Appeal from the Order of the Superior Court Entered on March 29, 1985, at No. 1457 Philadelphia, 1984, Affirming the Order of the Court of Common Pleas of Philadelphia County, Civil Action Law, Entered on May 9, 1984, at No. 4822, August 1978. 344 Pa. Superior Ct. 632, 495 A.2d 619 (1985).
Dennis H. Eisman, Philadelphia, for appellants.
F. Emmett Fitzpatrick, Philadelphia, for appellees.
Nix, C.j., and Larsen, Flaherty, McDermott, Hutchinson, Zappala and Papadakos,*fn* JJ. Hutchinson, Former Justice, did not participate in the decision of this case. Larsen and Zappala, JJ., concur in the result.
This is the appeal of Leonard Stolker, individually and trading as Lombard Mews Co., a Partnership, and Philicent Corporation (Appellants) from the Per Curiam Order and Memorandum Opinion of the Superior Court, 344 Pa. Super. 632, 495 A.2d 619, affirming a final decree entered by the Court of Common Pleas of Philadelphia County, directing Appellants to convey real estate to Edward N. Kurland, Esq., Executor of the Estate of Allen Cohen, Deceased, and Bernadine Cohen (Appellees), and awarding Appellees damages in the amount of $33,350.00. For the following reasons, we reverse the order of the Superior Court and dismiss Appellees' complaint.
The interesting factual background to this matter can be briefly summarized as follows:
Sometime prior to 1970, Allen Cohen, professing to be the right-hand man of Jimmy Hoffa, met Leonard Stolker, a building contractor, through a mutual acquaintance. Cohen understood that Stolker wanted to meet someone who could help smooth out the feathers of union officials which Stolker had ruffled because he was hiring non-union workers on his construction jobs. Stolker, on the other hand, claims that he wanted to hire a security guard/night watchman and/or occasional bill collector, and in return for performing these services, this person would be furnished a unit in the rental properties he was building as his residence. The mutual acquaintance suggested Cohen to Stolker and arranged a meeting between the two, after which some sort of understanding was reached which is the basis of the instant action.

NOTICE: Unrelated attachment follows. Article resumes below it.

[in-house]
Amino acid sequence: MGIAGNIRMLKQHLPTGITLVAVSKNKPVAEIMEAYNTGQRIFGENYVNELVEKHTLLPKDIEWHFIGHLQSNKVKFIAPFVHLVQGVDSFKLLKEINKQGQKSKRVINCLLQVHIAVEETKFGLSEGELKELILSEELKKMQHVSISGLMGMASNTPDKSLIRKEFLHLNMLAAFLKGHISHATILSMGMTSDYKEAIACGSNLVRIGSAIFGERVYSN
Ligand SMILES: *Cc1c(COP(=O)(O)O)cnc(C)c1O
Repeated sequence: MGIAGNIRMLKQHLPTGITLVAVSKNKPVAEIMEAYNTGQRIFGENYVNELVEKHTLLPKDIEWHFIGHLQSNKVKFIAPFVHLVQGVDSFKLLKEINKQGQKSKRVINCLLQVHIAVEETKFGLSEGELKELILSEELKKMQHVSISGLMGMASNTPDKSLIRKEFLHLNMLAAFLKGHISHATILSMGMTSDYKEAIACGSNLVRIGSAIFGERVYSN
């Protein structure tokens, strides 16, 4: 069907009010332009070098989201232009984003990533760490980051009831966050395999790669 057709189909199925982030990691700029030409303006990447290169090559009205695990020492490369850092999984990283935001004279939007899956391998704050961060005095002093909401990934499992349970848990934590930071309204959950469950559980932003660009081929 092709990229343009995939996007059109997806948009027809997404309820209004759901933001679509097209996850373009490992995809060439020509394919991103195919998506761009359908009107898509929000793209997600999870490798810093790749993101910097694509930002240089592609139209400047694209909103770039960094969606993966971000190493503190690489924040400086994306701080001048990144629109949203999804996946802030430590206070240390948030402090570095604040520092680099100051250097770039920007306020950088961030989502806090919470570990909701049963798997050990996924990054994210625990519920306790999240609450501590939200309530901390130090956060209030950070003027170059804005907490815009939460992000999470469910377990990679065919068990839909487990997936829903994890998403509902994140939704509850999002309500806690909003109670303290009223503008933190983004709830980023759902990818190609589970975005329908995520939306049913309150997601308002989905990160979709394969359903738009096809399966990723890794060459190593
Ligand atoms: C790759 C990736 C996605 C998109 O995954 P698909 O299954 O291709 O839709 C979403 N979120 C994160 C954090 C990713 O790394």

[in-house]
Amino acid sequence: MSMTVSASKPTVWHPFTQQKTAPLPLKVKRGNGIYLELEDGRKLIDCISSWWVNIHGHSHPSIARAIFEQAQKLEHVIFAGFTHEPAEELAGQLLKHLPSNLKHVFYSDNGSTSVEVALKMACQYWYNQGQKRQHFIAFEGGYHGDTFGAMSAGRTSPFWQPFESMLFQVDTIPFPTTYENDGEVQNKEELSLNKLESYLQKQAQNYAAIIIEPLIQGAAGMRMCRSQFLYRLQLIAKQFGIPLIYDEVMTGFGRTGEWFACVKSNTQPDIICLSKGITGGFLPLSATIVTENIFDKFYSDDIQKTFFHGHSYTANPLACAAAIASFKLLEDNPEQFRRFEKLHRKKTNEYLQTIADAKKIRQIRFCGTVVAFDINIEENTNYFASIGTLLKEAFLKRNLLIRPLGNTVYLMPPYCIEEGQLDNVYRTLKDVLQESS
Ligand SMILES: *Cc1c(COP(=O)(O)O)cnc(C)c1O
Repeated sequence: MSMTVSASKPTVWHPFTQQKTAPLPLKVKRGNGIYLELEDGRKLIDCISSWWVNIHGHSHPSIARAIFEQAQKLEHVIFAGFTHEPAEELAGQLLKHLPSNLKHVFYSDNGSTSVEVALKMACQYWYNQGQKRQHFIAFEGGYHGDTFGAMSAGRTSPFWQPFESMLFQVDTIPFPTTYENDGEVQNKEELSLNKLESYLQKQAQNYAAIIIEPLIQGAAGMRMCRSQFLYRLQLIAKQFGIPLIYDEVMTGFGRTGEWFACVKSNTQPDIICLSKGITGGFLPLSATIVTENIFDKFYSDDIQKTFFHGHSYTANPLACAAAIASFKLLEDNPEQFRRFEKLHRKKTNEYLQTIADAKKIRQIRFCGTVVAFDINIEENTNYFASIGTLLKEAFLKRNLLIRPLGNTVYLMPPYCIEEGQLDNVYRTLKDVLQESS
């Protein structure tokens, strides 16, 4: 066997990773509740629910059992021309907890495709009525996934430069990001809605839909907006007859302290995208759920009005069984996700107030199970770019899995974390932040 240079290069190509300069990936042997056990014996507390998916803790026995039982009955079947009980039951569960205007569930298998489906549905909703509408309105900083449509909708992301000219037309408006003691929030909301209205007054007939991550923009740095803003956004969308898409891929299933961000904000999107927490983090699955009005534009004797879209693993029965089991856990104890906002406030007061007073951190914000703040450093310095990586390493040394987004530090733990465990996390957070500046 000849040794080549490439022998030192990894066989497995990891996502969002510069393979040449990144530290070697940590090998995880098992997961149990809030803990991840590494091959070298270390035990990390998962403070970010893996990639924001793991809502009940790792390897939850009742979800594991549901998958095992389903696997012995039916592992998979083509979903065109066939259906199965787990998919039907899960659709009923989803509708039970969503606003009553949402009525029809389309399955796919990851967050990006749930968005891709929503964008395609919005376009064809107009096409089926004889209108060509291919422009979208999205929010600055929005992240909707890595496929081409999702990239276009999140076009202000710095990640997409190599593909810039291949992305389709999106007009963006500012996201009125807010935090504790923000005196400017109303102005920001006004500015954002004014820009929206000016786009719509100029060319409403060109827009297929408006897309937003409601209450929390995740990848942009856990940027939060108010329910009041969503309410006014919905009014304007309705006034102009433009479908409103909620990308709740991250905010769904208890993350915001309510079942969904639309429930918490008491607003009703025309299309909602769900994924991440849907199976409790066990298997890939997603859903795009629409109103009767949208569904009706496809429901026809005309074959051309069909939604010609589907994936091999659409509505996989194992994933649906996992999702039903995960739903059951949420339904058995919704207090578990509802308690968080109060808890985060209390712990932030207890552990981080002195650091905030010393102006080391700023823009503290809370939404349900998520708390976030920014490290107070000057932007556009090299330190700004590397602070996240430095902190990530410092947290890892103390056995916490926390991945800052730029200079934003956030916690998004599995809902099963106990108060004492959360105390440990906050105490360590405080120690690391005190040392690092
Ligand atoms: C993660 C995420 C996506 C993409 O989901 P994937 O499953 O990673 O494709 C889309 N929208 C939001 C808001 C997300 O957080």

The record "clearly"*fn1 shows that from 1970 to 1973 Cohen resided in Unit 21 of the Lombard Mews, owned by Stolker; that from 1973 to 1976 Cohen lived in Unit 26; and from 1976 onwards that he resided in Unit 1 of the same development until sometime in July of 1978, when Cohen was notified by Stolker that he was being evicted.
Pursuant to that notification, this equity action was instituted by Cohen seeking specific performance of an alleged oral contract for the purchase of realty. Cohen died prior to trial, and his deposition, together with the live testimony of Mrs. Cohen and Mr. and Mrs. Stolker, was received by the Chancellor, along with a few others, in an attempt to establish whether an enforceable oral contract for the sale of land existed between Cohen and Stolker. The Chancellor, the former Judge of the Court of Common Pleas of Philadelphia, Bernard Snyder, ruled in favor of Mrs. Cohen and directed that Stolker convey Unit 1 to her and pay her an additional $33,350.00 in damages and entered a final decree to that effect on May 9, 1984. Stolker took an appeal from that decree to the Superior Court which, as
previously noted, affirmed the Chancellor by per curiam order.
Stolker then filed a petition for allowance of appeal to us arguing: 1) that the Chancellor's adjudication flies directly in the face of the statute of frauds and perjuries;*fn2 and 2) that Mrs. Stolker's testimony at trial, being in opposition to that of Mr. Stolker's, was prohibited by virtue of our spousal immunity statute, which makes a wife incompetent to testify against her husband in any civil matter.*fn3
Since the maintenance of the statute of frauds, as a rule of property, is a matter of great public concern (see, Rader v. Keiper, 285 Pa. 579, 132 A. 824 (1926); McKowen v. McDonald, 43 Pa. 441 at ...